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Series 3 - Episode Eighteen
Learning Outcomes
Labelling and Describing an Object
You can't know exactly what you are going to be asked about in the IELTS Test, but knowing how a description of an object is structured could be useful for the listening, reading or writing sections.

This episode and the accompanying notes and activities covers the language of description plus words and phrases for shape and position.
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Answers for labelling a diagram question are usually found in one particular section of the reading passage.

Look out for language describing position, direction, shape, size and other features. Also use the vocabulary provided in the diagram to help locate the part relevant to the answer.
Quiz Reading Passage
Bio-robotic Vision

Australian scientists are studying how bees see the world in order to design a robotic helicopter which can fly by itself. They have observed that when a bee sets out from its hive in search of food, it can travel almost 10 kilometres. Having found food it knows exactly where to go to return home to the hive. In fact, it makes a beeline back home. The question baffling scientists is how their tiny direction-finding organisms work. A bee’s brain is the size of a sesame seed and has significantly fewer neurones than a human brain. But having learnt what clever tricks these intelligent insects use to see and navigate in the world, scientists have redesigned a radio-controlled crop-dusting helicopter so that it can find its own way around the world without a pilot and no one at the controls.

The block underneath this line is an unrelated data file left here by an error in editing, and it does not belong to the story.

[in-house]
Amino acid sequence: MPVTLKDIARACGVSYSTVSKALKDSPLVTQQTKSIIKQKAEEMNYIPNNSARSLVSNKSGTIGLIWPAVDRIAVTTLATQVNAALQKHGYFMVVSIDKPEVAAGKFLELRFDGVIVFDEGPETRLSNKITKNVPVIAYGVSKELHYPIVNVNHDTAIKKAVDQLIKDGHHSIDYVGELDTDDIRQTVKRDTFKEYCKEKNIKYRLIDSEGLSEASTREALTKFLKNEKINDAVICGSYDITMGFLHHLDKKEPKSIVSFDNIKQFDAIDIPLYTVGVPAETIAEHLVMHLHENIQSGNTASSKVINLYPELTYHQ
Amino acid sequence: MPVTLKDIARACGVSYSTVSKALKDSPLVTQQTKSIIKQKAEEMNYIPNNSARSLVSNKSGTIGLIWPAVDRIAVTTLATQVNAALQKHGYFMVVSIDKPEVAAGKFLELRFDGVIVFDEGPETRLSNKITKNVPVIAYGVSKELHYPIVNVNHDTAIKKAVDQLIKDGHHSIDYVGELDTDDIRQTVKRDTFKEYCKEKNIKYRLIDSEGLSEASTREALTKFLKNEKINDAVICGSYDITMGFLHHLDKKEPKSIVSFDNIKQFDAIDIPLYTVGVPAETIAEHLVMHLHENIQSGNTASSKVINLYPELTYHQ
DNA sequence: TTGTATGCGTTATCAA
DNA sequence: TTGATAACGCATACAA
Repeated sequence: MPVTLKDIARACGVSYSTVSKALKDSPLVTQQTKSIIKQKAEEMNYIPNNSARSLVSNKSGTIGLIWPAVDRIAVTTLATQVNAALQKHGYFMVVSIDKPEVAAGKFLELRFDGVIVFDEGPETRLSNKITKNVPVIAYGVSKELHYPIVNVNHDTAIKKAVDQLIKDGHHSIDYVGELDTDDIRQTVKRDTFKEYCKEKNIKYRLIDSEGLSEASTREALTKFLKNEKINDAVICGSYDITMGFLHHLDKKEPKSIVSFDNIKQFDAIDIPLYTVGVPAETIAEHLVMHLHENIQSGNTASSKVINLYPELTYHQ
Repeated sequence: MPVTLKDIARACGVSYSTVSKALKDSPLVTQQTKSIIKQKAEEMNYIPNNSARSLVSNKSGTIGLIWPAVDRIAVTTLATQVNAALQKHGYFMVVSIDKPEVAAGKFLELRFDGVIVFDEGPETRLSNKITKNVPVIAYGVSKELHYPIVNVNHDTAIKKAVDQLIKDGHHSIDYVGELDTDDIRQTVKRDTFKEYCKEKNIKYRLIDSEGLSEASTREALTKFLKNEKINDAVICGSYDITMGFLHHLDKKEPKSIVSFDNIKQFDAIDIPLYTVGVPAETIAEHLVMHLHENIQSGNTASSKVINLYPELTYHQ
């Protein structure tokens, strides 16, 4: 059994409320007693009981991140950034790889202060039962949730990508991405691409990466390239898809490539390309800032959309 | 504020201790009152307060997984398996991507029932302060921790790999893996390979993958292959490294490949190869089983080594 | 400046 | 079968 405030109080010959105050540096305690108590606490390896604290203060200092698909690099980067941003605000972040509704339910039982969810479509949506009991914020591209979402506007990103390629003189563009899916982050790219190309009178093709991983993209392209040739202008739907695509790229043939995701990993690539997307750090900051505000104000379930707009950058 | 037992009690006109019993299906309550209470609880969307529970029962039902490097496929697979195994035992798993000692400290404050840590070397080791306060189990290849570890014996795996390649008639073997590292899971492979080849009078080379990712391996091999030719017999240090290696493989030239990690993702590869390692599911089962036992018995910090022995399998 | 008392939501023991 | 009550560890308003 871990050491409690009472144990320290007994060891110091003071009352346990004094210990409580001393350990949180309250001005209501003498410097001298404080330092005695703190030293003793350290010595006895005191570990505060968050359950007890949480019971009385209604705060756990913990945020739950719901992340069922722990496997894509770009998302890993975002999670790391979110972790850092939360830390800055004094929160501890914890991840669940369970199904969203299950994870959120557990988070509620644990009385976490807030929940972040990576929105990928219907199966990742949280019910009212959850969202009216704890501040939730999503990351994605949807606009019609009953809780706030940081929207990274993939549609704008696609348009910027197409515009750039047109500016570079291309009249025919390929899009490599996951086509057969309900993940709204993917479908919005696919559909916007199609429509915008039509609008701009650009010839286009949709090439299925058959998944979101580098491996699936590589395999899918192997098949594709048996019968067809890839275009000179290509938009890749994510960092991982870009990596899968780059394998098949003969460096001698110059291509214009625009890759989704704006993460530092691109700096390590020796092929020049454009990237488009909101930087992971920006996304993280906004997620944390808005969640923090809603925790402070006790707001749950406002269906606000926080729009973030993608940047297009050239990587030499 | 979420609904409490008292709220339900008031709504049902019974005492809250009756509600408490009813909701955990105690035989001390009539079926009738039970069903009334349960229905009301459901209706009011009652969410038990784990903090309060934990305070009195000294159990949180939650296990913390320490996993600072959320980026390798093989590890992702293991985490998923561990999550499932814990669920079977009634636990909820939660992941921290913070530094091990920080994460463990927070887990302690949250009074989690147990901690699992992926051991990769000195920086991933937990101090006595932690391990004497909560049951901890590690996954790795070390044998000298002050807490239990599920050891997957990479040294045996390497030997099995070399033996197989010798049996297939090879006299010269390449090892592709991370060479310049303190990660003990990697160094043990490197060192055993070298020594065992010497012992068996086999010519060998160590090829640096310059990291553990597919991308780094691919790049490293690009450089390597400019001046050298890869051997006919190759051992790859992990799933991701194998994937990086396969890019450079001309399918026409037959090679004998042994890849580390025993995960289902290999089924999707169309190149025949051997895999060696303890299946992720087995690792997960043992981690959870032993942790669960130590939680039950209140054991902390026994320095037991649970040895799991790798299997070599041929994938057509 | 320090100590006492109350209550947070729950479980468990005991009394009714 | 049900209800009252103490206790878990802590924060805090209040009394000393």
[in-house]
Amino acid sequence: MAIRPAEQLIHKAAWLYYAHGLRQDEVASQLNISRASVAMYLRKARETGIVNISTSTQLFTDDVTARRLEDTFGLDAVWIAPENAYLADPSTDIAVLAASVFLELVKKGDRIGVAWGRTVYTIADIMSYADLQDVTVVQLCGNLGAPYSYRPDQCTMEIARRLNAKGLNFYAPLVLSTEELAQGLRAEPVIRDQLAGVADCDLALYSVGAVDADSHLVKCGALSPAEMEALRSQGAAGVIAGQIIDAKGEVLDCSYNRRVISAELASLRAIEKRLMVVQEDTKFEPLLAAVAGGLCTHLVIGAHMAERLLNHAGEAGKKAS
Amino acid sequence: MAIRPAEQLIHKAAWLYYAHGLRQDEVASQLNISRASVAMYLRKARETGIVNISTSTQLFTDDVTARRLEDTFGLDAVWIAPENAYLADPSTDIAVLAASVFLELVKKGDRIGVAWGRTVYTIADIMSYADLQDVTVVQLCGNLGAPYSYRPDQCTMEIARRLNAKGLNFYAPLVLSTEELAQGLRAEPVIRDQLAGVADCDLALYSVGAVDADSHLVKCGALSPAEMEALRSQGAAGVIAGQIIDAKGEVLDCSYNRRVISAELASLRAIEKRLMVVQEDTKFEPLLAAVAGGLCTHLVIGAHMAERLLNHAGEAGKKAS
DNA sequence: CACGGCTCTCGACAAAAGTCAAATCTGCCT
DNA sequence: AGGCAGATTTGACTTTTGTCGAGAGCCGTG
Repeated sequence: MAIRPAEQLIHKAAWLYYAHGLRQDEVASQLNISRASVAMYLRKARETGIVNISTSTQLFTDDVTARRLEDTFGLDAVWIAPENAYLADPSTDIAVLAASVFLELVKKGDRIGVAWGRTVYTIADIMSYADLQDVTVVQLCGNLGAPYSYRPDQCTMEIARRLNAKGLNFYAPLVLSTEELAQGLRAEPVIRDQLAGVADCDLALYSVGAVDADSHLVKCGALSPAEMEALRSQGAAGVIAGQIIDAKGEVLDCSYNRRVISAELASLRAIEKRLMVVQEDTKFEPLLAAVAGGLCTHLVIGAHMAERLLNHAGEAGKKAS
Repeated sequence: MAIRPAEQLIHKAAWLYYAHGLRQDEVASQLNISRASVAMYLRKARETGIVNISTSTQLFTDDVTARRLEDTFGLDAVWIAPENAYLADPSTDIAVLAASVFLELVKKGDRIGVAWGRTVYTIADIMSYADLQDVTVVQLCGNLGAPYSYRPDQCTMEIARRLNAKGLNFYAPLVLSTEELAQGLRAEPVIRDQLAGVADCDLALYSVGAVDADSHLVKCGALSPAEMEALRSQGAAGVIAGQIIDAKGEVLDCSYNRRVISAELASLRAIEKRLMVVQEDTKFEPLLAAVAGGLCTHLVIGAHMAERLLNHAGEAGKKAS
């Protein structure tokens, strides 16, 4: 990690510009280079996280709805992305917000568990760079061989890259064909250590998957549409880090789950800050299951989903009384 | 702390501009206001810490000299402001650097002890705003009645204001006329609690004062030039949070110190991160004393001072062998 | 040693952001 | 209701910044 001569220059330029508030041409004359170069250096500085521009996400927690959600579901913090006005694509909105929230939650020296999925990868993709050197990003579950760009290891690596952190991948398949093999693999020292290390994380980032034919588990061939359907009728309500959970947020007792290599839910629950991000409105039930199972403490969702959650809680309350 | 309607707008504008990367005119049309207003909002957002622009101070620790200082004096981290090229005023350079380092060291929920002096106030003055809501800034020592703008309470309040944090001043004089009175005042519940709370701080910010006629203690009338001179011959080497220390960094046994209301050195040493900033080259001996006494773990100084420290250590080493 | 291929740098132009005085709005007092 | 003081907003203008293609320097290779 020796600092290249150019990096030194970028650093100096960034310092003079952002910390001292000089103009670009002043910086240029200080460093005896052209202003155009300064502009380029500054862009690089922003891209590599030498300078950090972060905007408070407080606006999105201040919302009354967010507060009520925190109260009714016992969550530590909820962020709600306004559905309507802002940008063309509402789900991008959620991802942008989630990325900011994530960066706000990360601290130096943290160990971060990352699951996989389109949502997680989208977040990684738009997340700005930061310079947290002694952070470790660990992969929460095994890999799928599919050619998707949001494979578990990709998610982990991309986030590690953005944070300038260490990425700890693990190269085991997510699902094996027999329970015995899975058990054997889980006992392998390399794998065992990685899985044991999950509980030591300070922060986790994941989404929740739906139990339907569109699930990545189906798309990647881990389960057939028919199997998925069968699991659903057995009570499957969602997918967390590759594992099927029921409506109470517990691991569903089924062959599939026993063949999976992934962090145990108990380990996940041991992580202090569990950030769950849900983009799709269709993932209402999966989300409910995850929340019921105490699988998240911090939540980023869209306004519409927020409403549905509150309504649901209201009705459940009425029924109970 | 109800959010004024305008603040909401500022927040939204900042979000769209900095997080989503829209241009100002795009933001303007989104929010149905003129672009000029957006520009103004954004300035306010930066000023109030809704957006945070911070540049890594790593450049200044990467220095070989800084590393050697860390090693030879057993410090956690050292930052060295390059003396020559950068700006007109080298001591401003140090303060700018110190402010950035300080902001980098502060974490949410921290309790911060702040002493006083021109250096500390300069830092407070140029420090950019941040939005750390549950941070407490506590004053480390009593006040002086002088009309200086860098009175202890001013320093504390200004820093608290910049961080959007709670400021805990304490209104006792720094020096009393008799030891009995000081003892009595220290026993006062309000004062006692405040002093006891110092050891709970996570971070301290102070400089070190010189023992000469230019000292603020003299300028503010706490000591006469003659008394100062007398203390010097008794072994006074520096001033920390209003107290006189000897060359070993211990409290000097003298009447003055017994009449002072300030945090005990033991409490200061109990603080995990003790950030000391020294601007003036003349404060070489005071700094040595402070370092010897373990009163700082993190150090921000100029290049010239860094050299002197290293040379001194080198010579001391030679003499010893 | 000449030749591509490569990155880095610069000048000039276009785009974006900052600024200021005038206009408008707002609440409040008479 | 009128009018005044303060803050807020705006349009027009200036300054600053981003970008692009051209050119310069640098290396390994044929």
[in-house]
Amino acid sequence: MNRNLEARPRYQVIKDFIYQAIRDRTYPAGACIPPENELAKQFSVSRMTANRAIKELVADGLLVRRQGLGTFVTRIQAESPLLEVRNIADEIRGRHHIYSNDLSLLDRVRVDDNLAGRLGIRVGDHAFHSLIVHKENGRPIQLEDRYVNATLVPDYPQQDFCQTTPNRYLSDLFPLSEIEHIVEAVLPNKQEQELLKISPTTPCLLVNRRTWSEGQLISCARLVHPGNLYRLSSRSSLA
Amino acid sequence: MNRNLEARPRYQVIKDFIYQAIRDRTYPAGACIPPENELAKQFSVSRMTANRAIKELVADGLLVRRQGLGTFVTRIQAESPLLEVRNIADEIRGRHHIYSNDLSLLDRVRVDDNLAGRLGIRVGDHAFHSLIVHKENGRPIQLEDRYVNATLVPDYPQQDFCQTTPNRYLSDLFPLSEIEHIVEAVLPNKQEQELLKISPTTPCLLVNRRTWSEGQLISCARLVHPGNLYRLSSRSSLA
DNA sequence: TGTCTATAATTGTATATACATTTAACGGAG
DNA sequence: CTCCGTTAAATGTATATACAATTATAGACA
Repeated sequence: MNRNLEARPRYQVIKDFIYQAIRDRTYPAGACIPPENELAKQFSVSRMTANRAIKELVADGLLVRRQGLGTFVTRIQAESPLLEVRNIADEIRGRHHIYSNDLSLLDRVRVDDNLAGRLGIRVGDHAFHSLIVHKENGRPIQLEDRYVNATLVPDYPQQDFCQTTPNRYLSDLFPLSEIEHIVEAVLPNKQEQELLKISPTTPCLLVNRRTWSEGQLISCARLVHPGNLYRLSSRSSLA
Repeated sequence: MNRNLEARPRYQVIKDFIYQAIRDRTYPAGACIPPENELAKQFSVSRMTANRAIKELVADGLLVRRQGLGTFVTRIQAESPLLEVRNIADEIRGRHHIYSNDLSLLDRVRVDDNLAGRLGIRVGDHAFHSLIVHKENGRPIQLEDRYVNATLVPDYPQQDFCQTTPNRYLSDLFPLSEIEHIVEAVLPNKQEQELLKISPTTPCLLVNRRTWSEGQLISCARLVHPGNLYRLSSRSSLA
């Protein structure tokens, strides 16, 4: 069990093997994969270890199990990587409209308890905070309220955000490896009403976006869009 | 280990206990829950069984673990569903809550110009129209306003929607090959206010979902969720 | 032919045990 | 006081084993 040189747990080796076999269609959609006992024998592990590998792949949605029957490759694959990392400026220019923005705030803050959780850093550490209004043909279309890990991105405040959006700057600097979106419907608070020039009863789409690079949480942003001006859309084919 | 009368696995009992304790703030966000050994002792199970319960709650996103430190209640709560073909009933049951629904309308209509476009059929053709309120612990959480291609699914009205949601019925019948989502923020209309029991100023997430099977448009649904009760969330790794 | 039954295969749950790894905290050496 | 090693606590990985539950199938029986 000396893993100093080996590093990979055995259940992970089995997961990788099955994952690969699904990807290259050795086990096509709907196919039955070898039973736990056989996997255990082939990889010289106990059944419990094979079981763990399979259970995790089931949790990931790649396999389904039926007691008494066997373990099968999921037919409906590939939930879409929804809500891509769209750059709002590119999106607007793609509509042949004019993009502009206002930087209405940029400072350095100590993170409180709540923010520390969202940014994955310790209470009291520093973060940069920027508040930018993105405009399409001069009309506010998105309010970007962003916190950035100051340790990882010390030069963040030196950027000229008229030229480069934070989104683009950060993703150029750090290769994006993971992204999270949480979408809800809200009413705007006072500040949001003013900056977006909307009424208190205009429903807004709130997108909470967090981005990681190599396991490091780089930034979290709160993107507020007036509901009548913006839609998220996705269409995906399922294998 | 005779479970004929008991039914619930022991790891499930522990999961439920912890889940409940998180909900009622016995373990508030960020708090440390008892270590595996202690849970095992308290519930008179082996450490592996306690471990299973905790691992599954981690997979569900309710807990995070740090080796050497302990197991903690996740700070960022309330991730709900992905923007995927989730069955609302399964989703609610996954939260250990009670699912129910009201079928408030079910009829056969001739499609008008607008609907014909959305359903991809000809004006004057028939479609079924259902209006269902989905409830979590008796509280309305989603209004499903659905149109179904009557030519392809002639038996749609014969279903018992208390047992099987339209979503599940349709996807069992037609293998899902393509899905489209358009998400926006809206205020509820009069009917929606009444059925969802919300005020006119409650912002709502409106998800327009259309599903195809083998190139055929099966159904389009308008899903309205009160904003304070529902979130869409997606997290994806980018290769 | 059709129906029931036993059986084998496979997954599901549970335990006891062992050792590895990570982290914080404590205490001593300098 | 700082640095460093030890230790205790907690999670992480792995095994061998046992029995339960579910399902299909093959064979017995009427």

The brains of this helicopter consist of a sophisticated Pentium III on-board computer which can be programmed or directed as it flies. Its eyes are a tiny camera with special mirrors which assist it with navigation. They have called this device a hat mirror because it is shaped like a Mexican hat. The device, the hat mirror, consists of two main mirrors: a panoramic mirror at the top and a circular mirror at the bottom. The latter does the stereo imaging between the two mirrors. There is another secondary, less important mirror. Its purpose is to reflect all light from the two mirrors to the top and then back down into a hole where a video camera sits inside the mirror.

This hat mirror gives the helicopter all-round vision or a panoramic view just like for an insect which has 360˚vision of the horizon at all times. The horizon, in actual fact, maps onto a small circle in an image created by the hat mirror and, keeping the horizon circle centred in the mirror assures stability. This is important because it gives attitude from the horizon – in other words, it registers which way is up. One other thing that vision gives is a sense of distance to objects. Being able to look at the image motion, it is possible to work out the distance to objects all around, thus making sure of not flying into them.
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